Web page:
Crashed Boeing 737 Max 8 Lacked Safety Features: They Cost Extra?

by Bill Shuman

Boeing is the first to tell airlines, investors, and passengers that safety is their first priority when designing an airplane. However, findings from a New York Times report indicate that the Lion Air and Ethiopian Airlines 737 Max 8 were lacking safety features. The reason behind the lack of safety sensors? The airlines didn’t pay for the optional upgrades.

The Components in Question

The cause behind both crashes remains undetermined. However, it appears that one of the safety features on both planes is being called into question. The device’s name is the Angle of Attack (AOA) sensor. This sensor measures the angle between a plane’s wing and the direction of the air. This crucial data determines whether a plane has enough lift.

The Boeing 737 MAX contains a computerized system known as the Maneuvering Characteristics Augmentation System (MCAS). The MCAS detects when the plane is pointing up at a dangerous angle and assists by pushing down the nose of a the plane to prevent a stall.

On the 737 MAX, airlines had the option to purchase two upgrades related to the AOA sensor. The first safety feature is the AOA indicator that displays the AOA information in the cockpit. The second, labeled the disagree light, activates when the information from the two AOA sensors aren’t in agreement.

Are These Sensors Required?

Sadly, no. The Federal Aviation Administration (FAA) has not made either of these sensors mandatory. In fact, all three of the US carriers approached the purchase of these upgrades on the 737 MAX differently.

  • United, which had 14 MAX planes in service of the 137 ordered, did not purchase either upgrade.
  • American Airlines, which had 24 planes in service out of its 100 ordered, purchased both.
  • Southwest, with 36 planes already flying out of 280 ordered, initially purchased the disagree light. Then after the Lion Air crash, Southwest took a proactive measure in December of 2018 by adding the AOA indicator to the pilots’ main computer screens.

What Boeing Will Do Moving Forward

According to the NY Times, the MCAS system will be updated by Boeing. In the initial release, the MCAS system only gathered data from one sensor. In the upcoming software update, it is reported that the MCAS will be modified to take readings from both sensors and that if the sensors disagree in the readings, the MCAS will be disabled. Boeing will also make the disagree light standard.

The Upshot

Bjorn Fehrm, an analyst at aviation consultancy Leeham said,

[The sensors are] critical, and cost almost nothing for the airlines to install…Boeing charges for them because it can. But they’re vital for safety.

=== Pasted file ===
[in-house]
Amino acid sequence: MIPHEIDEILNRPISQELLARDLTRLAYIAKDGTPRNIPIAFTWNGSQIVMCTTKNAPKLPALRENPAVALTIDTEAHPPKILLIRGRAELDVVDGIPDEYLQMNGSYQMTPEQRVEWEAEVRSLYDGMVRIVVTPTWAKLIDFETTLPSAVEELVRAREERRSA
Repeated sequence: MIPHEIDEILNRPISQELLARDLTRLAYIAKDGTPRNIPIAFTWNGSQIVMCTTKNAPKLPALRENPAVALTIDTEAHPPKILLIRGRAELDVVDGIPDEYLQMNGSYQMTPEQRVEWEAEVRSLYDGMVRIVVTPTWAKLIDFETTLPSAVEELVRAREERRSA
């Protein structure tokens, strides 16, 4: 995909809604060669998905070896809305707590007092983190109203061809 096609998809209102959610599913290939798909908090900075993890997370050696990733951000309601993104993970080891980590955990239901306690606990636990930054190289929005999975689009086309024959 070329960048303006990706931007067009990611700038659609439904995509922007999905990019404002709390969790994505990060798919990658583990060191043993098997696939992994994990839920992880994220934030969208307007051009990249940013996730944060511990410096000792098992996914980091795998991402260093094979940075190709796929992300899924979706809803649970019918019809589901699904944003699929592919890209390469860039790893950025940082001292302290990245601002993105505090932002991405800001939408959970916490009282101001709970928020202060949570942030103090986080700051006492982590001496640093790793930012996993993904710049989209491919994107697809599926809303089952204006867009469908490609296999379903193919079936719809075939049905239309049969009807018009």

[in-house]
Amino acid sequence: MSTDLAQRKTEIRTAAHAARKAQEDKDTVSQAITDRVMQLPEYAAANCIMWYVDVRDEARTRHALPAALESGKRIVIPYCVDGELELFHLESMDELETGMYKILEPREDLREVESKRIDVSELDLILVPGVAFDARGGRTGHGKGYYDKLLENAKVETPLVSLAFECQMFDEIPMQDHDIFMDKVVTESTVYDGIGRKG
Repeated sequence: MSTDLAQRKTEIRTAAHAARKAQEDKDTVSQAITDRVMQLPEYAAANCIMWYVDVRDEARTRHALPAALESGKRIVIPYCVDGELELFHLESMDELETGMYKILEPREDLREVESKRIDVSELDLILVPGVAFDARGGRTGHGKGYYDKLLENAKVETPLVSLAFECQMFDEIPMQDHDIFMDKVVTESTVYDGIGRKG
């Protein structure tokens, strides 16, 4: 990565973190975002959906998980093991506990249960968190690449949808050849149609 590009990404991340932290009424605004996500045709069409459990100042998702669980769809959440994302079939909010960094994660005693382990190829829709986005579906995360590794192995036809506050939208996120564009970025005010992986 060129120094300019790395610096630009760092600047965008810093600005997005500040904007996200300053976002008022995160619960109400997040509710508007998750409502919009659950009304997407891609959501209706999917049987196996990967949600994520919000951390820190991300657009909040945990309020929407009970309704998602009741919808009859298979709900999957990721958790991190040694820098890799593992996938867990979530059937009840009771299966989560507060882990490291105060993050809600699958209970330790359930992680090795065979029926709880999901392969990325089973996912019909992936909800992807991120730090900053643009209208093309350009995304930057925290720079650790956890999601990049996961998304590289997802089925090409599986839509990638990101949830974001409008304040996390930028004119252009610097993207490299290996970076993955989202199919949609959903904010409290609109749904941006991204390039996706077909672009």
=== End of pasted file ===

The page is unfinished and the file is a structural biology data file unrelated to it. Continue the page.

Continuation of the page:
Customers are used to paying for extra features, like in our cars for example. To me, this raises the question of where companies and government agencies draw the line between what is required and what should be optional. Personally, as an airline passenger, I don’t think a safety component should ever be optional, but maybe that’s just me.

 

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3 comments

James H March 22, 2019 - 2:10 pm

Another real factor: pilot info overload. The Ethiopian pilots KNEW about the problem with MCAS and (supposedly) how to deal with it…yet it may turn out that they didn’t react based on that training…which would have saved the plane. Boeing and airlines can put out all the technical details they can…but it still comes down to the pilots.

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Bill Shuman March 22, 2019 - 2:50 pm

James,

Absolutely! I cannot even begin to comprehend how much information pilots have to process during a flight. Let alone during an emergency and I’m a teacher for elementary students who makes thousands of decisions a day. My hope is that pilot training increases on the system and all of the safety components so they are comfortable with the new systems. I also hope that all of the safety features are included with each plane that gives the pilots as much information as they can in real time to make the best decisions that they are able too.

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Gizmosdad March 22, 2019 - 6:47 pm

I used to develop medical devices. It is common practice to have redundant sensors and software algorithms that checks to see if what the sensors are saying make sense. There is no extra charge, and this isn’t an optional feature, because we know that sensors can fail, and it just makes sense to do sanity checks on vital pieces of information.

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